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Klas Segeljakt
@segeljakt
"So here we have the crux of the problem — we can have first-class monomorphic function values and we can have second-class polymorphic methods, but we can’t have first-class polymorphic function values … at least we can’t with the standard Scala definitions. And yet it’s first-class polymorphic function values that we need to map over an HList … what to do?"
Fabio Labella
@SystemFw
no, first class polymorphism is a different thing
Klas Segeljakt
@segeljakt
ok
Fabio Labella
@SystemFw
it's a more advanced topic
but it's got nothing to do with what you are talking about
Martijn Hoekstra
@martijnhoekstra
@hrhino don't you give me that nme pos tpe app pt qual tr gobbledygook - I run Windows and I'm pretty sure those are just part of GNU powertools
Harrison Houghton
@hrhino
watch me. you get lhs and sel too
and my favourite, mk
Klas Segeljakt
@segeljakt
Ok, I’m wondering, how would you define what an HList is
Fabio Labella
@SystemFw
in what sense?
Klas Segeljakt
@segeljakt
compared to a regular List
Martijn Hoekstra
@martijnhoekstra

No command 'sel' found, but there are 18 similar ones

oh, thanks Bash. That's helpful.

Fabio Labella
@SystemFw
@klassegeljakt a heterogenous list
Klas Segeljakt
@segeljakt
Ok, compared to a List it preserves type information of each element. Compared to a Tuple, it abstracts over arity
Justin du Coeur, AKA Mark Waks
@jducoeur
Correct.
Klas Segeljakt
@segeljakt
is it “arity polymorphic”?
or do you call it something else
Fabio Labella
@SystemFw
it doesn't really abstract over arity on its own
it just happens to have an inductive structure
and one can use typeclasses to "abstract over arity"
But I wouldn't call an HList arity polymorphic, personally
Klas Segeljakt
@segeljakt
ok
Seth Tisue
@SethTisue
normally when we say “arity” we’re talking about functions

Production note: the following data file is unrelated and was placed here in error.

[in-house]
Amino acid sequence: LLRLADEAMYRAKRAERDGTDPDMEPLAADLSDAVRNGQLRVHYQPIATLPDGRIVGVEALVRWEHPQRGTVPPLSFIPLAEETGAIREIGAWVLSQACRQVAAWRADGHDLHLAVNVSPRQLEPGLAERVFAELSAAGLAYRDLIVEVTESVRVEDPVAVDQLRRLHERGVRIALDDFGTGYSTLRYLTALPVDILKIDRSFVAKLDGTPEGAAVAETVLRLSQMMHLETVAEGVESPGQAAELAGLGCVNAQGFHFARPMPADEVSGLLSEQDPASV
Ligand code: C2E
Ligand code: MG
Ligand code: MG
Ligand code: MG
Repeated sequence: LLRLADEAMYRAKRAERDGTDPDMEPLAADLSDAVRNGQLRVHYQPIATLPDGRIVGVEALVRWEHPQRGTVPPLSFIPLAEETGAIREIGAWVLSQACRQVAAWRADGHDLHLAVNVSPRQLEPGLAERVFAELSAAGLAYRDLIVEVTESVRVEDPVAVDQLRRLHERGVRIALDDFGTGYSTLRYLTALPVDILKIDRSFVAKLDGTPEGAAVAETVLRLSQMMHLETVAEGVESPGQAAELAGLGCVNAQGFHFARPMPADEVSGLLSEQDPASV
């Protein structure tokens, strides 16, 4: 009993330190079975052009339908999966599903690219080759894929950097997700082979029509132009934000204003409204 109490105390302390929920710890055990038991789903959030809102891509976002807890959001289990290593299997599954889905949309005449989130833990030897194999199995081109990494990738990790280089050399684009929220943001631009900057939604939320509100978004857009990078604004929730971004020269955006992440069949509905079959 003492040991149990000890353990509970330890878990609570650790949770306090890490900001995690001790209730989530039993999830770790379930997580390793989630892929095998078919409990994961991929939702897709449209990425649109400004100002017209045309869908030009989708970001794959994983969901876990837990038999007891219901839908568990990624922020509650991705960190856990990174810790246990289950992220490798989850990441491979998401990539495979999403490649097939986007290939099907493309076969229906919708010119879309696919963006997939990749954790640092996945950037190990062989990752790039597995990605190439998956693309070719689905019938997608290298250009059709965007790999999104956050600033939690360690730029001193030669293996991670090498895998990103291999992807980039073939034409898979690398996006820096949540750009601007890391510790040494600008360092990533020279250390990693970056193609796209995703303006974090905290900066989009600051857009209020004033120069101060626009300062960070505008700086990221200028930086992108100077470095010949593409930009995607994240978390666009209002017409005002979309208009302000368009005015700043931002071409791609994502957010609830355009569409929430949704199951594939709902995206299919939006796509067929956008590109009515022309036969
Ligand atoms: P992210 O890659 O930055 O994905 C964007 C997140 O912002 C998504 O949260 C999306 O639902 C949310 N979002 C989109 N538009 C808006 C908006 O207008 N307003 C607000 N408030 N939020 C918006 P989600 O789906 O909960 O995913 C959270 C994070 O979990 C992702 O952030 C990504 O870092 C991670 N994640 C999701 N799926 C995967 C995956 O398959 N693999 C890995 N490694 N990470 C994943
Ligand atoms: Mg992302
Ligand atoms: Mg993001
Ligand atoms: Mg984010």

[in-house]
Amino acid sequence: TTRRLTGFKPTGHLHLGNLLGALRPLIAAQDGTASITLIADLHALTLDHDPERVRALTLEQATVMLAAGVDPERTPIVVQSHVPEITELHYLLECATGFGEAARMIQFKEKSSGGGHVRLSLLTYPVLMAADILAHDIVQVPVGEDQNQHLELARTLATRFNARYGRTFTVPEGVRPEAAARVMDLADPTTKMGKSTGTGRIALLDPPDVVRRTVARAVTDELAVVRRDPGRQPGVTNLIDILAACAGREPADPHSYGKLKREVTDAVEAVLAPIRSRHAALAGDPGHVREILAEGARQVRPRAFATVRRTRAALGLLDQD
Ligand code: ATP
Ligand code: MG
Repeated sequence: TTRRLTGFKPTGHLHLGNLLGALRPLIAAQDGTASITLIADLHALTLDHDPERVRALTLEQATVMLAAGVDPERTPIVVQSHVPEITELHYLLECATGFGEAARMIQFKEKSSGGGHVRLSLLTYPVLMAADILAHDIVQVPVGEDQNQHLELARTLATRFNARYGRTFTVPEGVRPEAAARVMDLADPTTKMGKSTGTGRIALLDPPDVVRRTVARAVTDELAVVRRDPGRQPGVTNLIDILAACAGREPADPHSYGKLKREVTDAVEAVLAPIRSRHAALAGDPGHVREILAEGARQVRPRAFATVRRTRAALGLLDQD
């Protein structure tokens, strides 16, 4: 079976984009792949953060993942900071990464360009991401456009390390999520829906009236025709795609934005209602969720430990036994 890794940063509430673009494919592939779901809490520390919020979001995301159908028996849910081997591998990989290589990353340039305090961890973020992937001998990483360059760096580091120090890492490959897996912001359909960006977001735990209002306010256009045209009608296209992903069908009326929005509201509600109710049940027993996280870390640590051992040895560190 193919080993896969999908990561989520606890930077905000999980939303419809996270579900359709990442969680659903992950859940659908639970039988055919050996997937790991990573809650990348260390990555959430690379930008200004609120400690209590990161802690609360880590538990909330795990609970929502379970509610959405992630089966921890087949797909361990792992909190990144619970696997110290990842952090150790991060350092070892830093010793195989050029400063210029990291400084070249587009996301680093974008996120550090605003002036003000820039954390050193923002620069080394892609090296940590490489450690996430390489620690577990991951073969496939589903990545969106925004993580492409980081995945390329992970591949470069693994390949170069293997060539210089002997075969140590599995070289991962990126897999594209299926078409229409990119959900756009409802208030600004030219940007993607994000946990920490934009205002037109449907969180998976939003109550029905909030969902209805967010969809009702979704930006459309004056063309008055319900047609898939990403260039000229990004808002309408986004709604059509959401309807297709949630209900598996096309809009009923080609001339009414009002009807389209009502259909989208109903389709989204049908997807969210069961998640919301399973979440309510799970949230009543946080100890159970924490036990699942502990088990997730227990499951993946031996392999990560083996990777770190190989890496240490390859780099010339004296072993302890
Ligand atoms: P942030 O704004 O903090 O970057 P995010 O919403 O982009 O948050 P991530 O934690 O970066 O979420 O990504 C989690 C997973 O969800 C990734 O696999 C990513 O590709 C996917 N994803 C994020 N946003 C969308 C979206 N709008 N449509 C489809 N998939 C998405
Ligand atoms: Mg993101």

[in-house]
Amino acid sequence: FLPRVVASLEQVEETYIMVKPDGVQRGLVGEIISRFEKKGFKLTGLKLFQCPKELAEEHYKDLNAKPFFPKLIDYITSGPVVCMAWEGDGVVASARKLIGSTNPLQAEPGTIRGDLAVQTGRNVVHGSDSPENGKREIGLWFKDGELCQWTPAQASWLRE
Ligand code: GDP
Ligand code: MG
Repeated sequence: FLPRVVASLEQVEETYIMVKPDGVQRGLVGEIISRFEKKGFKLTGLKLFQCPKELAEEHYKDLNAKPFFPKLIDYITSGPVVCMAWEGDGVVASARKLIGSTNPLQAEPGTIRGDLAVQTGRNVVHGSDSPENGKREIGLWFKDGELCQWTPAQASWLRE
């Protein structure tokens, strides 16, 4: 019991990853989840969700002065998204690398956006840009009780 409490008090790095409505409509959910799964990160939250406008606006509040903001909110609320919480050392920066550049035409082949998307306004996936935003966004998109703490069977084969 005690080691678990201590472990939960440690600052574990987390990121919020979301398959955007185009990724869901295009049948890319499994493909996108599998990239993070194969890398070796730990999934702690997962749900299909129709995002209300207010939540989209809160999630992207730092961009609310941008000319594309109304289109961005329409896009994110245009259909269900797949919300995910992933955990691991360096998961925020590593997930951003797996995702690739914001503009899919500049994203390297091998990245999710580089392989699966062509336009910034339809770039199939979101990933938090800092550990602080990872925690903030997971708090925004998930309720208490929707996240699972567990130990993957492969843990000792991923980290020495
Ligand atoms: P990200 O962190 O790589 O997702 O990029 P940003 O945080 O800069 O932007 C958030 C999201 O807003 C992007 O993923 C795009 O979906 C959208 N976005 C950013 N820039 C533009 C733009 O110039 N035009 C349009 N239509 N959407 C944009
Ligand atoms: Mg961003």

idk, I guess we say it about tuples
Klas Segeljakt
@segeljakt
is it
def foo[<kinds>](<arity>) = …
Seth Tisue
@SethTisue
as Fabio indicates, an HList is really just a series of nested tuples of arity 2
Fabio Labella
@SystemFw
kinds there also doesn't make sense :)
those are type parameters
a kind is a different thing
btw I can explain most of those terms if you want, I just don't want to throw a ton of info at you at once
Ichoran
@Ichoran
Arity just means "how many arguments". It doesn't tell you whether they are type arguments or value arguments.
Or what you pack them into.
Klas Segeljakt
@segeljakt
I should not have wrote it like that
1-kind: Foo[A]
2-kind: Foo[A,B]
3-kind: Foo[A,B,C]
…?
Fabio Labella
@SystemFw
ehm, kind of
no pun intended
Klas Segeljakt
@segeljakt
lol
Fabio Labella
@SystemFw
your notation is too imprecise
the 1-kind, 2-kind thing
Ichoran
@Ichoran
Mathematical vectors have arity, for instance. v = (a, b) is a 2-ary vector.
Klas Segeljakt
@segeljakt
(y)
How would you explain kinds?
Fabio Labella
@SystemFw
it cannot distinguish between Either[A, B] and Free[F, R] (the F there can be IO, not Int, whereas the A in Either can be IO[Int], or String, but not IO)
that's the explanation I use for kinds
first of all, talking about kinds in Scala is a bit weird, the notation is not great
so I'm going to use Haskell notation, which is std, and show you the translation to scala
basically it starts with types
a type is a compile time label that's attached to a term (a term is a value like 1 or "hello" or map), which can be used to statically prove the absence of certain behaviour
Ichoran
@Ichoran
Haskell notation is basically the optimal notation for talking about types, anyway. It's like someone took that notation and built a programming language around it.
Fabio Labella
@SystemFw
or in layman terms, a type is a way of classifying value (but try to understand the definition above, because that's the correct one)
similarly, there are labels to classify types themselves